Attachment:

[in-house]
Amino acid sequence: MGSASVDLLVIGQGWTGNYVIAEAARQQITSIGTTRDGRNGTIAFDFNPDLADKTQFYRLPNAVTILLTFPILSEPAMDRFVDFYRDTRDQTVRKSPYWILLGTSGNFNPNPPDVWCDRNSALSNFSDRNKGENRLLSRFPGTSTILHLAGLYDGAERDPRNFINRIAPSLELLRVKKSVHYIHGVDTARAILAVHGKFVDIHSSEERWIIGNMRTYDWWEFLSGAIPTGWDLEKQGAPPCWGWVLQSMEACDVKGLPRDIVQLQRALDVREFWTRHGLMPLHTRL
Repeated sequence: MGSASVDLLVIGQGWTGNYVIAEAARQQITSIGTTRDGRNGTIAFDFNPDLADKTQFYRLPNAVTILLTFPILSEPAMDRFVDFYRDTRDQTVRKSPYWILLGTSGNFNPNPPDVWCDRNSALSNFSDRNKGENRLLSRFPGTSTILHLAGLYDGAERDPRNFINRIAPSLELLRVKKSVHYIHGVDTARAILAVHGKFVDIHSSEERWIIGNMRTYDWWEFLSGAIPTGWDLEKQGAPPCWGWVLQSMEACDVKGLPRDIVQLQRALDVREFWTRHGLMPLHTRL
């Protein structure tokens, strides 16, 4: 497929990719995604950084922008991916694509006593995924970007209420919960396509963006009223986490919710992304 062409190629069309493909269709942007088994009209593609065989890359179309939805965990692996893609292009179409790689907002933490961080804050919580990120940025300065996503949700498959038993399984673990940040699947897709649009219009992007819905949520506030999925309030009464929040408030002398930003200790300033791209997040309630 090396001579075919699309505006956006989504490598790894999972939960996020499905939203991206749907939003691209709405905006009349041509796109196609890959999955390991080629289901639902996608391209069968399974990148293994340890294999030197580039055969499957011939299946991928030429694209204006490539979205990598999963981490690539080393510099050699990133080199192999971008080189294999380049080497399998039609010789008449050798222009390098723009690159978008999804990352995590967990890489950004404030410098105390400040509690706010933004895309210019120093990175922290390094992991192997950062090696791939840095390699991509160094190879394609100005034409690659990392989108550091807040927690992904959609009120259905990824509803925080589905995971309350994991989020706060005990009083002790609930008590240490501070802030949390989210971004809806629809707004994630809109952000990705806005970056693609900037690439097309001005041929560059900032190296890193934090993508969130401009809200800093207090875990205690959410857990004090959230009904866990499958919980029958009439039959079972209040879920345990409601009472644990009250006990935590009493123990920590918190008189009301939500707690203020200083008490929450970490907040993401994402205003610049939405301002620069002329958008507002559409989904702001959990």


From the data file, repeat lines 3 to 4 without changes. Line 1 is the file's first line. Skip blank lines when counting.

Repeated sequence: MGSASVDLLVIGQGWTGNYVIAEAARQQITSIGTTRDGRNGTIAFDFNPDLADKTQFYRLPNAVTILLTFPILSEPAMDRFVDFYRDTRDQTVRKSPYWILLGTSGNFNPNPPDVWCDRNSALSNFSDRNKGENRLLSRFPGTSTILHLAGLYDGAERDPRNFINRIAPSLELLRVKKSVHYIHGVDTARAILAVHGKFVDIHSSEERWIIGNMRTYDWWEFLSGAIPTGWDLEKQGAPPCWGWVLQSMEACDVKGLPRDIVQLQRALDVREFWTRHGLMPLHTRL
């Protein structure tokens, strides 16, 4: 497929990719995604950084922008991916694509006593995924970007209420919960396509963006009223986490919710992304 062409190629069309493909269709942007088994009209593609065989890359179309939805965990692996893609292009179409790689907002933490961080804050919580990120940025300065996503949700498959038993399984673990940040699947897709649009219009992007819905949520506030999925309030009464929040408030002398930003200790300033791209997040309630 090396001579075919699309505006956006989504490598790894999972939960996020499905939203991206749907939003691209709405905006009349041509796109196609890959999955390991080629289901639902996608391209069968399974990148293994340890294999030197580039055969499957011939299946991928030429694209204006490539979205990598999963981490690539080393510099050699990133080199192999971008080189294999380049080497399998039609010789008449050798222009390098723009690159978008999804990352995590967990890489950004404030410098105390400040509690706010933004895309210019120093990175922290390094992991192997950062090696791939840095390699991509160094190879394609100005034409690659990392989108550091807040927690992904959609009120259905990824509803925080589905995971309350994991989020706060005990009083002790609930008590240490501070802030949390989210971004809806629809707004994630809109952000990705806005970056693609900037690439097309001005041929560059900032190296890193934090993508969130401009809200800093207090875990205690959410857990004090959230009904866990499958919980029958009439039959079972209040879920345990409601009472644990009250006990935590009493123990920590918190008189009301939500707690203020200083008490929450970490907040993401994402205003610049939405301002620069002329958008507002559409989904702001959990």